Imagine going swimming in the (now drained) lake, not knowing what lay below. Via Live Science:
Archaeologists have unearthed a trove of skulls in Mexico that may have once belonged to human sacrifice victims. The skulls, which date between A.D. 600 and 850, are “potentially evidence of the largest mass human sacrifice in ancient Meso-America.”
[The site is] in a now drained lake called Lake Xaltocan. To date, more than 150 skulls have been discovered there, as well as a shrine with incense burners, water-deity figurines and pottery suggesting a ritual purpose.
The findings shake up existing notions of the culture of the day, because the site is not associated with Teotihuacan or other regional powers. The shrines and the fact that sacrifice victims were mostly male suggest they were carefully chosen, not simply the result of indiscriminate slaughter of a whole village.
The secret portal has yet to be unsealed, but an electromagnetic survey suggests it houses treasure chambers filled with gold. Who’s going to try to get it and end up with an Incan curse? Heritage Daily reports:
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This discovery was made possible thanks to a French engineer, David Crespy, who in 2010 noticed the presence of a strange “shelter” located in the heart of the city, at the bottom of one of the main buildings. For him, there was no doubt about it, he was looking at a “door”, an entrance sealed by the Incas.
It is indeed an entrance, blocked by the Incas at an undetermined moment of history. In April 2012, an electromagnetic survey not only confirmed the presence of an underground room, but several. Just behind the famous entrance, a staircase was also discovered. The two main paths seem to lead to specific chambers. [The electromagnetic survey also revealed] a large quantity of gold and silver.
The BBC reports on an almost-musical language:
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On a Spanish island, an ancient whistling language that once seemed to be dying out is now undergoing a revival. Silbo gomero or Gomeran whistle is an ancient language the locals have assured me is still in use.
This method of communication, in which the Spanish language is replaced by two whistled vowels and four consonants, has a peculiarity perfectly suited to this landscape of deep valleys and steep ravines. It has the ability to travel up to two miles, much further and with less effort than shouting.
It is known that when the first European settlers arrived at La Gomera in the 15th Century, the inhabitants of the island – of North African origin – communicated with whistles. The arrival of the Spanish, the locals adapted the whistling language to Spanish. So the most likely theory is that the whistle came with the settlers from Africa, where there are records of other whistled languages.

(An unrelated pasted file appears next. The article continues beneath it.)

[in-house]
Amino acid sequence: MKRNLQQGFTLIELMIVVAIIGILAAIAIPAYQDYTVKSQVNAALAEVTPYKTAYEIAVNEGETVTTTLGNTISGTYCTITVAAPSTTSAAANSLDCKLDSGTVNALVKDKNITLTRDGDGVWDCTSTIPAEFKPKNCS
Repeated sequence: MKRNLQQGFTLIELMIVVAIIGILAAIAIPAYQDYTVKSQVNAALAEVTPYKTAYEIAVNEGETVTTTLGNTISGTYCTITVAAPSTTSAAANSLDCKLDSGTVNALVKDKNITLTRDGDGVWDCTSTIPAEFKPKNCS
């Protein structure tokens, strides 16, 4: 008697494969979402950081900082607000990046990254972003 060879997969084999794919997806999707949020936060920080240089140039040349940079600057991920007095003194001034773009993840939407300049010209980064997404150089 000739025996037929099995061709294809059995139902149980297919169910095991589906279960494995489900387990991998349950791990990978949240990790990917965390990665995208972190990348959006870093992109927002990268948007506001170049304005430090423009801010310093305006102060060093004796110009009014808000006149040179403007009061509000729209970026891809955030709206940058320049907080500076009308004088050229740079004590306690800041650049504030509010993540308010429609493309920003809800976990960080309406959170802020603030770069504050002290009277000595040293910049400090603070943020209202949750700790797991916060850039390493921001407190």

Via Mind Hacks, a brief tour of cultural sex taboos:
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The Cuna of Panama approve of sexual relations only at night in accordance with the laws of God. The Semang of Malaysia believe that sex during the day will cause thunderstorms and deadly lightning, leading to drowning of not only the offending couple but also of other innocent people. And the West African Bambara believe that a couple who engage in sex during the day will have an albino child.
Sometimes, sex is prohibited in certain places. The Mende of West Africa forbid sexual intercourse in the bush, while the Semang condemn sex with camp boundaries for fear that the supernatural will become angry. Among the Bambara, engaging in sexual relations out of doors will lead to the failure of crops.
Sex taboos can also apply to certain activities. Often, sex prohibitions are associated with war or economic pursuit. The Ganda of Uganda forbid sexual intercourse the night before battle.
It’s amazing to me to see how our perceptions of the Neanderthals have changed over the last 200 years, give or take. Once thought to be brutish, slow creatures, we now know that they had art, burial rituals, language and possibly even religion. Now, some scientists think that they may have been sailors as well – thousands of years before such things were thought to have occurred:
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Neanderthals and other extinct human lineages might have been ancient mariners, venturing to the Mediterranean islands thousands of years earlier than previously thought.
This prehistoric seafaring could shed light on the mental capabilities of these lost relatives of modern humans, researchers say.
Scientists had thought the Mediterranean islands were first settled about 9,000 years ago by Neolithic or New Stone Age farmers and shepherds.
“On a lot of Mediterranean islands, you have these amazing remains from classical antiquity to study, so for many years people didn’t even look for older sites,” said archaeologist Alan Simmons at the University of Nevada at Las Vegas.